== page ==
Michael Trucco, Battlestar Galactica
He stars on Battlestar Galactica (Fridays at 10 pm/ET, Sci Fi Channel) as Ensign Sam Anders, a secret member of the indestructible Cylon race. And it turns out Michael Trucco is pretty indestructible in real life, too.

Last December 2, the 37-year-old actor and a buddy were taking an easy Sunday-morning drive on Malibu's Pacific Coast Highway when their Ferrari 360 skidded on a curve, rolled up an embankment, flipped into the air and slammed to the pavement upside down. Trucco, who was in the passenger seat, suffered a broken neck but managed to pull himself out of the car, stand upright and get away from the wreckage.

He was airlifted to UCLA Medical Center, where — after six hours of spinal surgery — doctors pronounced him a freak of nature. "They just shook their heads and said, 'This doesn't make sense,'" recalls Trucco, whose vertebrae damage was likened to Christopher Reeve's. "I was told only one in hundred people can walk away from an accident like that. I easily could have died or ended up a paraplegic. I'm the luckiest guy alive."

Well, maybe the second luckiest. Trucco's friend, whom he declines to name, escaped without a scratch — probably because the car hit the ground on Trucco's side. "The impact felt like someone had taken a 500-pound mallet and hit me square on top of the head, like in the cartoons," says the actor. "Then I realized I couldn't move my arms or legs.

Weirdly, there was a kind of serenity in that moment. I remember thinking, 'No way. This is not how it's gonna go down!' I refused to accept what was happening." Trucco remained paralyzed in the car — and trapped upside down in his shoulder harness — for several moments. "It was as if my body had shut down like a computer, then did a little check on itself and rebooted. Once I could move my limbs again, I got the hell out of there." His next few days were excruciating. "Even blinking hurt," Trucco says. "I never knew such pain was possible."

Trucco's fiancée, actress Sandra Hess, whom he met when they were regulars on Pensacola: Wings of Gold in 1998, was at his side throughout the ordeal. "Michael was unbelievable," Hess says. "He never complained — not even once — nor did he ever ask, 'Why me?' He was never angry or resentful at his friend who was driving. I really believe it's his attitude that got him through this thing. He willed his survival." Truth be told, the heartthrob did worry about his career — but even so, he lucked out.

The crash happened fairly early in the writers' strike, so he was able to recuperate before BSG resumed production this month. (He also just shot a comedy pilot for NBC called The Man of Your Dreams). "I didn't want BSG to have to rewrite Anders as a sniveling, whining ball of despair who's hiding out in the corner," says Trucco, who now proudly sports a ghastly 7-inch scar on the back of his neck. "Guys like scars! They're like war wounds. I've been told they want to incorporate mine into BSG — but that's all I'm allowed to say." His TV wife, Katee Sackhoff (Kara "Starbuck" Thrace), isn't surprised by his miraculous recovery. "Michael's such a strong son of a bitch," Sackhoff says. "Anyone else would have been hurt even more, but he bounced back. Really soon."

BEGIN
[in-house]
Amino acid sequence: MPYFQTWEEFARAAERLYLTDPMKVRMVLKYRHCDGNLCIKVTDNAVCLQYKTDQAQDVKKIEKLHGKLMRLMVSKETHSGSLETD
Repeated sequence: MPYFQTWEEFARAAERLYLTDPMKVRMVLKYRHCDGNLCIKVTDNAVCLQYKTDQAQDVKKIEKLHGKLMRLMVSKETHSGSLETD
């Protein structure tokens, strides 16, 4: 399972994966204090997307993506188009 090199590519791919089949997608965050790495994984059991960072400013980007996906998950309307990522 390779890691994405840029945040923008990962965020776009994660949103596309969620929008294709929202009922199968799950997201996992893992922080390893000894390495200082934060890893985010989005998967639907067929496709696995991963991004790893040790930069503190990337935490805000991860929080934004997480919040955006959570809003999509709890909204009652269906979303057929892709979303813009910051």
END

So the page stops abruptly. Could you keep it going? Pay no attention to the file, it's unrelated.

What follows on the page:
And how. Trucco was out of the hospital in five days, though he lost 15 pounds and remained in a neck brace for several weeks. In a spooky bit of precognitive casting, Trucco shot an episode of Eli Stone last August in which he played a guy in a wheelchair who was involved in a similar car accident. "It was just too weird," Hess says. "The episode is still on our TiVo, but to this day, I can't bear to look at it." She'd love her man to ease up on the macho stuff, but it's not likely he will. "I love cars, I love motorcycles — which is an especially big issue with Sandra," Trucco says. "But I don't want this accident to make me a victim. I jumped out of an airplane on my 34th birthday because I promised myself I would. I have an interest in confronting my fears."

So what's the lesson here? "It's human nature to try to find the message in something like this," observes Trucco. "Maybe I needed a bit of adversity, a dose of emotional hardship. But it's not like I was a real a--hole who needed an attitude adjustment. I didn't have the George Bailey moment where I run around town yelling, 'It's a wonderful life!' Call it Tony Robbins. Call it 'The Secret.' I really believe that we have the power to manifest our own fates."

Or was it just good fortune? Says Trucco with a laugh: "My friends all tell me I was born with a horseshoe up my butt."

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